The Cardiovascular System is part of the Anatomy and Physiology section which provides High Yield information for the MCAT exam needed for Medical School.
- A closed-circuit system composed of the heart, blood vessels, and blood.
- Pulmonary Circuit:
- Systemic Circuit:
OpenStax College / CC BY
OpenStax College / CC BY
Arteries and Veins
|A blood vessel that carries oxygenated blood away from the heart to vital organs and the extremities.
|Small-diameter blood vessels that extend and branch out from an artery and lead to capillaries; the primary site of vascular resistance.
|The smallest blood vessels that supply blood to the tissues, and the site of all gas and nutrient exchange in the cardiovascular system. They connect the arterial and venous systems.
|Smaller divisions of veins.
|Blood vessels that carry deoxygenated blood toward the heart from vital organs and the extremities.
|A chronic disease in which thickening, hardening, and loss of elasticity of the arterial walls result in impaired blood circulation; develops with again, and in hypertension, diabetes, hyperlipidemia, and other conditions.
Arterial and Venous System
LadyofHats / Public domain
|The fluid component of the cardiovascular system that links the internal environment of the body to the external environment by transporting materials between the two environments as well as among the various cells and tissues. Therefore, its primary function is transportation.
|The liquid portion of the blood responsible for carrying hormones, plasma proteins, food materials (e.g., carbohydrates, amino acids, lipids), ions (e.g., sodium, chloride, bicarbonate), and gases (e.g., oxygen, nitrogen, carbon dioxide) throughout the body.
|One of the disc-shaped components of the blood; involved in clotting.
|Red blood cells
|Contains hemoglobin to transport oxygen
|White blood cells
|Involved in protecting against infection
|Amount of Blood in the Body
|4.7 Litres in the average Human body
|Four Blood Types
|A, B, O, AB
|Serves as a pump, pushing blood throughout the body; located between the lungs and lies just left of center, behind the sternum; divided into four chambers, and is often considered two chambers in one, as the right two chambers are responsible for pulmonary circulation and the left two chambers are responsible for systemic circulation.
|Largest artery in the body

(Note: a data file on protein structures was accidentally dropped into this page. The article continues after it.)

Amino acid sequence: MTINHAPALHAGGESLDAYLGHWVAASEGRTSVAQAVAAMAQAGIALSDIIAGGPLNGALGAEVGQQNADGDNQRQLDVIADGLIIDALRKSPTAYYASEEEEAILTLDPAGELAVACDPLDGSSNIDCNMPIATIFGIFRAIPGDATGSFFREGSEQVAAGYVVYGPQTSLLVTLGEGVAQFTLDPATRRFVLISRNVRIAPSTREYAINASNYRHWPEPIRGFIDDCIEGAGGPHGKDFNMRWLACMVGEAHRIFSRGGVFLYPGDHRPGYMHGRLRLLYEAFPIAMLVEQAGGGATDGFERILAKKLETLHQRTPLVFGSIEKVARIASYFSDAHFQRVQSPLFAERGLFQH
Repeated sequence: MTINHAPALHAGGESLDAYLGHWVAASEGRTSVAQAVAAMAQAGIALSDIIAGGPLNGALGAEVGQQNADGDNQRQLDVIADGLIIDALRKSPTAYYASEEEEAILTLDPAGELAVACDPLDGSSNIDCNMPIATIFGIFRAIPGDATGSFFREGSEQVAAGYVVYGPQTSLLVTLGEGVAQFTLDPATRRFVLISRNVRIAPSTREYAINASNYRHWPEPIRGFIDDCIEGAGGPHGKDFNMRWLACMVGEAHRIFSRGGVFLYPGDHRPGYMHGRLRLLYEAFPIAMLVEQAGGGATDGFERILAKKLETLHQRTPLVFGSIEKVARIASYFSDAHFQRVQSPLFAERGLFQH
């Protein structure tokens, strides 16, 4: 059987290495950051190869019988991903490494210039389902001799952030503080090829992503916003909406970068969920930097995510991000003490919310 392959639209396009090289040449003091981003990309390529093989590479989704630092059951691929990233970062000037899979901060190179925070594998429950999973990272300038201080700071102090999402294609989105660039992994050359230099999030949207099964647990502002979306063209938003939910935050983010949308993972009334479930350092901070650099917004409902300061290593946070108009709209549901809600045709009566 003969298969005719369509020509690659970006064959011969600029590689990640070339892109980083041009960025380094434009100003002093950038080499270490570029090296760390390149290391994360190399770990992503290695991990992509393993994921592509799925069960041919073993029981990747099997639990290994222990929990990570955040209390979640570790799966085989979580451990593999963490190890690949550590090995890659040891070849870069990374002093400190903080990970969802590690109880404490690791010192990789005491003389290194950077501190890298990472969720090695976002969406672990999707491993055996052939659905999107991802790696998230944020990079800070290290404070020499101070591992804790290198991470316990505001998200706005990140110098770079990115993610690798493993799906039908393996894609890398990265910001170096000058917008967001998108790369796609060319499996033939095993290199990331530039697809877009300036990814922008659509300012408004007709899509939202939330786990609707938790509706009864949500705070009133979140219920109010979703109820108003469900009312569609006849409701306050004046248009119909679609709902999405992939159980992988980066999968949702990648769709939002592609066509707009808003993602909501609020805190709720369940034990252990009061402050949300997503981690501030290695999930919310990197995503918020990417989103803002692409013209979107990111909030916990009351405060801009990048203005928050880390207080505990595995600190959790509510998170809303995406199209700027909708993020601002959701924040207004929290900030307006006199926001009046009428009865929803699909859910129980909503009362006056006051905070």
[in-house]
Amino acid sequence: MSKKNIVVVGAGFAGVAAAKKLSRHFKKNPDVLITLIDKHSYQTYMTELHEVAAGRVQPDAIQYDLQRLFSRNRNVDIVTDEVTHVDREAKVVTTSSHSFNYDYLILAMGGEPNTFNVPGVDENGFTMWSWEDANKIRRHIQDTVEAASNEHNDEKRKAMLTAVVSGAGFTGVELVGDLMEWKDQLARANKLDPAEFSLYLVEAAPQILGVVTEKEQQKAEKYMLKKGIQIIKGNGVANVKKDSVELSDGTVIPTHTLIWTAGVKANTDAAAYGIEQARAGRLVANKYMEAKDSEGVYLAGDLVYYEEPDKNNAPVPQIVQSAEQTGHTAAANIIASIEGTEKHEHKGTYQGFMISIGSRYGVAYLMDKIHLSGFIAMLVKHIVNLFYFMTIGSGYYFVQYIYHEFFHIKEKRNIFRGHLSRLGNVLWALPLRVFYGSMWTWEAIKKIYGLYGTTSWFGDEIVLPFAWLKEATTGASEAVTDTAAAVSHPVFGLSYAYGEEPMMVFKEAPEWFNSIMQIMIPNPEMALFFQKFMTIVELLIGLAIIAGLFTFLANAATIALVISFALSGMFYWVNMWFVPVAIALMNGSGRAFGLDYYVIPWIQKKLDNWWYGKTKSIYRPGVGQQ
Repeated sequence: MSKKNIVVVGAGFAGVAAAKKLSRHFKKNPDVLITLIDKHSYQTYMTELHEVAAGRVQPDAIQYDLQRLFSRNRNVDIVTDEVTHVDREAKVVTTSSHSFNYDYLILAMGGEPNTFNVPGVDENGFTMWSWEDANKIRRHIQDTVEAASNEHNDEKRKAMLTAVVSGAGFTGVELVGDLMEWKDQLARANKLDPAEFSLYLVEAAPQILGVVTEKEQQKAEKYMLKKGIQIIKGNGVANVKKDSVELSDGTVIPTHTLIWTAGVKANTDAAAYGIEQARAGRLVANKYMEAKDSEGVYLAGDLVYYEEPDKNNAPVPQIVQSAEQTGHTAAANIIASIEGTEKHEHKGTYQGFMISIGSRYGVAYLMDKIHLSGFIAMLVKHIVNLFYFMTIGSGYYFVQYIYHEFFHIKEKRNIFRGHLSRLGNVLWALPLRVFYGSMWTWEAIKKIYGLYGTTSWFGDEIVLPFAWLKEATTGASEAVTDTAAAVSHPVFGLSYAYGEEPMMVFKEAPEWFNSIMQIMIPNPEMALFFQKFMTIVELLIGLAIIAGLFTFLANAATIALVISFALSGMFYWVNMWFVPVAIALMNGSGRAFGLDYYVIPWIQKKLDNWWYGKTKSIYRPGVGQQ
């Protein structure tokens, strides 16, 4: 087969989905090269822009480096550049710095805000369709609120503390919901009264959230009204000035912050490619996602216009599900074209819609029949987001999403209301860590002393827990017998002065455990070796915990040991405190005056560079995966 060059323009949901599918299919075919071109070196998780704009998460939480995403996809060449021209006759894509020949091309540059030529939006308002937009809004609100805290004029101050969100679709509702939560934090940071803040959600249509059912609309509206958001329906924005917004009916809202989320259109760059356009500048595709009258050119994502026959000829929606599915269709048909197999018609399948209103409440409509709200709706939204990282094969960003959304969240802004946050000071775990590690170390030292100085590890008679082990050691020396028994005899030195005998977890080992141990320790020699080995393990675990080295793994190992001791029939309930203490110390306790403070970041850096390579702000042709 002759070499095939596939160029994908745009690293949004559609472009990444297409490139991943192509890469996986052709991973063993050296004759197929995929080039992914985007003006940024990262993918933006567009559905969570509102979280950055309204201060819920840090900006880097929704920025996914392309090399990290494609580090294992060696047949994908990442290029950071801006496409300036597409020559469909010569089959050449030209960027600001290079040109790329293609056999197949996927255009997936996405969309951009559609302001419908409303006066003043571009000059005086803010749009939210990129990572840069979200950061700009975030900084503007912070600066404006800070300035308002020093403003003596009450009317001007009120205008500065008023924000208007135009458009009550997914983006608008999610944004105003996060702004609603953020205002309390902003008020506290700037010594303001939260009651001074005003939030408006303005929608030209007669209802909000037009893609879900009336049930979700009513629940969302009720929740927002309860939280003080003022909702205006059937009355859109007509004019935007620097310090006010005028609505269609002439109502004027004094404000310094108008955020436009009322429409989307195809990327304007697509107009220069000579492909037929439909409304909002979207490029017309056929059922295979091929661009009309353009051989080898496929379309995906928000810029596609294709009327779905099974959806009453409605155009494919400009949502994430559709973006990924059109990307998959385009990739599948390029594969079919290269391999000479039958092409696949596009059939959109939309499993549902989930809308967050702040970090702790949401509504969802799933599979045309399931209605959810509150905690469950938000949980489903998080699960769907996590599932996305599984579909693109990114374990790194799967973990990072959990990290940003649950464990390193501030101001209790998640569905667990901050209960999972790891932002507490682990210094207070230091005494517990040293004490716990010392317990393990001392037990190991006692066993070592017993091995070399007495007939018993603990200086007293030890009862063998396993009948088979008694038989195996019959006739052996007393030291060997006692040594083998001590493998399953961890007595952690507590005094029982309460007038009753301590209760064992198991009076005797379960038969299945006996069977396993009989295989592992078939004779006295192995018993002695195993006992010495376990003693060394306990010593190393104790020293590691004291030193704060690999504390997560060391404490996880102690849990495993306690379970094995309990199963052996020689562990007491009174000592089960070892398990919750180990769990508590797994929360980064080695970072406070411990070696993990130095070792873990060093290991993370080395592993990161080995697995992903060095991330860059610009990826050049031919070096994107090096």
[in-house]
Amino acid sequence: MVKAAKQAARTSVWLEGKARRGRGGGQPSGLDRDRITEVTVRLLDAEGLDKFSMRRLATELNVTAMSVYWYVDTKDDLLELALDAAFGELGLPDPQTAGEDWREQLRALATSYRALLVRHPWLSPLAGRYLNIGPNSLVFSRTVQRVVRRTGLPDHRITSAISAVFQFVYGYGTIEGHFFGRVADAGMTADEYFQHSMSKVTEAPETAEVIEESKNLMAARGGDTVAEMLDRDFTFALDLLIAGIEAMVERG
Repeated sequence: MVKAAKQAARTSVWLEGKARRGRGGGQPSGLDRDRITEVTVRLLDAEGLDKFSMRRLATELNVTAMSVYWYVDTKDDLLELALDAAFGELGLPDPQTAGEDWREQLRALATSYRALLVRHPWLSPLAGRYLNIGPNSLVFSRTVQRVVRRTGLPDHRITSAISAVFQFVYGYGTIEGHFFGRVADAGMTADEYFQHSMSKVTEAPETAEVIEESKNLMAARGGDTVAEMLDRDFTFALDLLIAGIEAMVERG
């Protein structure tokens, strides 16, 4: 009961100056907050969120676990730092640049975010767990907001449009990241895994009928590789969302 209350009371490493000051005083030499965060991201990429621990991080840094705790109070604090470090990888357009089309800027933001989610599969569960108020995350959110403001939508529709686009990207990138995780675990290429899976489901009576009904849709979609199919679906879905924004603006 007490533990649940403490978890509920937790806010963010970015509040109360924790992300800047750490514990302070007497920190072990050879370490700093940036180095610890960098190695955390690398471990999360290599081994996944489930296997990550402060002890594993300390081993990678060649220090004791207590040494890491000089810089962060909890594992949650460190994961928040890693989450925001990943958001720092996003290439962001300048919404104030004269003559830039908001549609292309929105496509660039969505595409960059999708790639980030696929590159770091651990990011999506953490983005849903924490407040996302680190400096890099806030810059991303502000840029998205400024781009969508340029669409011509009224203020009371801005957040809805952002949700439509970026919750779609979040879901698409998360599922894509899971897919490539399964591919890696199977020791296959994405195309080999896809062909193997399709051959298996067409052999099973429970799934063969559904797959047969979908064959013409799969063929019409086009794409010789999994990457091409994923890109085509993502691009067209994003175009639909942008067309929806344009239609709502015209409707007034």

The large arterial trunk that carries blood from the heart to be distributed by branch arteries through the body.
|the top two chambers of the heart
|Bottom portion of the heart, thicker-walled and larger
Each of the two lower chambers of the heart that pumps blood out of the heart
|Muscular wall that separates the right and left sides of the heart, preventing the mixing of blood from the two sides of the heart.
Blood Flow thru the heart
|Brings deoxygenated blood from systemic circulation into the right atrium
|Deoxygenated blood from systemic circulation enters the heart here
|Between the right atrium and ventricle
|This chamber receives deoxygenated blood from the right atrium and sends it out through the pulmonary artery to the lungs
|Valve between right ventricle and pulmonary artery
|This vessel carries deoxygenated blood from the right ventricle to the lungs
|This vessel carries oxygenated blood from the lungs to the left atrium
|This chamber receives oxygenated blood from the lungs
|Between the left atrium and ventricle
|This chamber receives oxygenated blood from the left atrium and pumps it into the systemic circulation through the aorta
|Valve between left ventricle and aorta
|This vessel transports oxygenated blood from the left ventricle into the systemic circulation
Wapcaplet / CC BY-SA
Electrical conduction of the heart
|this node is known as the pacemaker of the heart. Controls the pace and rhythm of the heart beat
|small mass in the lower septum of the right atrium that passes impulses from the sinoatrial node toward the ventricles
|Bundle of His
|a collection of heart muscle cells specialized for electrical conduction that transmits the electrical impulses from the AV node (located between the atria and the ventricles) to the point of the apex of the fascicular branches via the bundle branches.
|a bundle of the modified heart muscle that transmits the cardiac impulse from the atrioventricular node to the ventricles causing them to contract
Clinical and Physiological Values
|a measure of cardiac activity usually expressed as the number of beats per minute
|The period from the beginning of one heartbeat to the beginning of the next heartbeat; the systolic and diastolic phases and the interval in between.
|reflects the force the blood exerts against the walls of the arteries during contraction (systole) and relaxation (diastole) of the heart
|the pressure generated by the left ventricle during systole
|blood pressure that remains between heart contractions
|place where artery may be compressed against bone with fingertips to feel pulse
|the pulse located on the inside of the wrist, where the radial artery runs just beneath the skin; thumb side of arm
|beating or throbbing felt over the brachial artery, usually palpated in the antecubital space
|A method of determining heart rate by placing the stethoscope over the apex of the heart